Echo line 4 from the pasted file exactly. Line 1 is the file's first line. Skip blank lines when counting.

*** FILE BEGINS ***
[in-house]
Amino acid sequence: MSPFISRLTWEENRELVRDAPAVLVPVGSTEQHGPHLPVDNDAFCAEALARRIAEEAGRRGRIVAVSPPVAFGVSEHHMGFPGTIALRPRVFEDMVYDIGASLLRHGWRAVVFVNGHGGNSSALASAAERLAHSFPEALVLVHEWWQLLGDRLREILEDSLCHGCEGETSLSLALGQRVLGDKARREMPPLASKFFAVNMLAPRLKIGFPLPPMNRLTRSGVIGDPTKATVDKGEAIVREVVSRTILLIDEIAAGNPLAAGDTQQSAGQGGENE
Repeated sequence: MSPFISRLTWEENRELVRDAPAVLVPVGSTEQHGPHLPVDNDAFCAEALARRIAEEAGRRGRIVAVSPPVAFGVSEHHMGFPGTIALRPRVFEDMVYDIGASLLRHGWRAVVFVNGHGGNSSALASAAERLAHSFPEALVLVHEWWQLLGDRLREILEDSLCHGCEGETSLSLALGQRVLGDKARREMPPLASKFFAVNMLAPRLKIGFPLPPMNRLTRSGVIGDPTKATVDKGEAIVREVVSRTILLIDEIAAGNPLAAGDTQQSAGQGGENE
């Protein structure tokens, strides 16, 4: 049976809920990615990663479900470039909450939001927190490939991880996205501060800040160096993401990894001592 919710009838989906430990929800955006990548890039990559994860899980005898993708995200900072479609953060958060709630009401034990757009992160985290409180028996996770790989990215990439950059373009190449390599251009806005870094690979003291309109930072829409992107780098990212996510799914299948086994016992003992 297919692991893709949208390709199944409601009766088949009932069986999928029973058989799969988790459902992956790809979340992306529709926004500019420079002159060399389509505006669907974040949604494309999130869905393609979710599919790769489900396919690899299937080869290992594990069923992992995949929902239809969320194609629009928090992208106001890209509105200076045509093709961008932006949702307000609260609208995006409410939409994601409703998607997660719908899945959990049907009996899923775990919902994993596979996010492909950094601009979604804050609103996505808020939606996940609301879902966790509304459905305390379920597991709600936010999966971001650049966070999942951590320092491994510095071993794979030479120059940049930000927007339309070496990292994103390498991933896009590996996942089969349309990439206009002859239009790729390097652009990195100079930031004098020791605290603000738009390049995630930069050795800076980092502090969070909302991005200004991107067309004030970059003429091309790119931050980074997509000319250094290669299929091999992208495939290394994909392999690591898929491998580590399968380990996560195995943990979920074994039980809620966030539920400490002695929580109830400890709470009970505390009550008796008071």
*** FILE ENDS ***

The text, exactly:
């Protein structure tokens, strides 16, 4: 049976809920990615990663479900470039909450939001927190490939991880996205501060800040160096993401990894001592 919710009838989906430990929800955006990548890039990559994860899980005898993708995200900072479609953060958060709630009401034990757009992160985290409180028996996770790989990215990439950059373009190449390599251009806005870094690979003291309109930072829409992107780098990212996510799914299948086994016992003992 297919692991893709949208390709199944409601009766088949009932069986999928029973058989799969988790459902992956790809979340992306529709926004500019420079002159060399389509505006669907974040949604494309999130869905393609979710599919790769489900396919690899299937080869290992594990069923992992995949929902239809969320194609629009928090992208106001890209509105200076045509093709961008932006949702307000609260609208995006409410939409994601409703998607997660719908899945959990049907009996899923775990919902994993596979996010492909950094601009979604804050609103996505808020939606996940609301879902966790509304459905305390379920597991709600936010999966971001650049966070999942951590320092491994510095071993794979030479120059940049930000927007339309070496990292994103390498991933896009590996996942089969349309990439206009002859239009790729390097652009990195100079930031004098020791605290603000738009390049995630930069050795800076980092502090969070909302991005200004991107067309004030970059003429091309790119931050980074997509000319250094290669299929091999992208495939290394994909392999690591898929491998580590399968380990996560195995943990979920074994039980809620966030539920400490002695929580109830400890709470009970505390009550008796008071």